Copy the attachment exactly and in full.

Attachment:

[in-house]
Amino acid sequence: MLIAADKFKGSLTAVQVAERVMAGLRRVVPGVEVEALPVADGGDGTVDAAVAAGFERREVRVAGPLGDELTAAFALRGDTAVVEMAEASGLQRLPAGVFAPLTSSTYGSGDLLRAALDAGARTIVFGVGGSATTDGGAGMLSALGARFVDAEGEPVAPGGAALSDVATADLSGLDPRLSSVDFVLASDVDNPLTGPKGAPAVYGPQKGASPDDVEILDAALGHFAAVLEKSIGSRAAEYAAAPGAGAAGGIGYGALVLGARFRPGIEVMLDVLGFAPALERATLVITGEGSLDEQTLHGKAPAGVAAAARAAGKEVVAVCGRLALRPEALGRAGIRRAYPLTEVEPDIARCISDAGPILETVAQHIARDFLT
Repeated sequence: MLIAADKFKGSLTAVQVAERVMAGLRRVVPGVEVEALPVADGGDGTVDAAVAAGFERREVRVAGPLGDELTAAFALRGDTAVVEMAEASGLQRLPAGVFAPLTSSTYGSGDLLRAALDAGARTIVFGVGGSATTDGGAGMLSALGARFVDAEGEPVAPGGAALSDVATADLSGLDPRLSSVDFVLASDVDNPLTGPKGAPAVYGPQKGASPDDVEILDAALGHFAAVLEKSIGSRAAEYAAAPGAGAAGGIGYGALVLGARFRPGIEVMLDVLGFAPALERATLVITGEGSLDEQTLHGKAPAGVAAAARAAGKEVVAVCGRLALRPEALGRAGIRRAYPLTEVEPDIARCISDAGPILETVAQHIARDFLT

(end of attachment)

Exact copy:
[in-house]
Amino acid sequence: MLIAADKFKGSLTAVQVAERVMAGLRRVVPGVEVEALPVADGGDGTVDAAVAAGFERREVRVAGPLGDELTAAFALRGDTAVVEMAEASGLQRLPAGVFAPLTSSTYGSGDLLRAALDAGARTIVFGVGGSATTDGGAGMLSALGARFVDAEGEPVAPGGAALSDVATADLSGLDPRLSSVDFVLASDVDNPLTGPKGAPAVYGPQKGASPDDVEILDAALGHFAAVLEKSIGSRAAEYAAAPGAGAAGGIGYGALVLGARFRPGIEVMLDVLGFAPALERATLVITGEGSLDEQTLHGKAPAGVAAAARAAGKEVVAVCGRLALRPEALGRAGIRRAYPLTEVEPDIARCISDAGPILETVAQHIARDFLT
Repeated sequence: MLIAADKFKGSLTAVQVAERVMAGLRRVVPGVEVEALPVADGGDGTVDAAVAAGFERREVRVAGPLGDELTAAFALRGDTAVVEMAEASGLQRLPAGVFAPLTSSTYGSGDLLRAALDAGARTIVFGVGGSATTDGGAGMLSALGARFVDAEGEPVAPGGAALSDVATADLSGLDPRLSSVDFVLASDVDNPLTGPKGAPAVYGPQKGASPDDVEILDAALGHFAAVLEKSIGSRAAEYAAAPGAGAAGGIGYGALVLGARFRPGIEVMLDVLGFAPALERATLVITGEGSLDEQTLHGKAPAGVAAAARAAGKEVVAVCGRLALRPEALGRAGIRRAYPLTEVEPDIARCISDAGPILETVAQHIARDFLT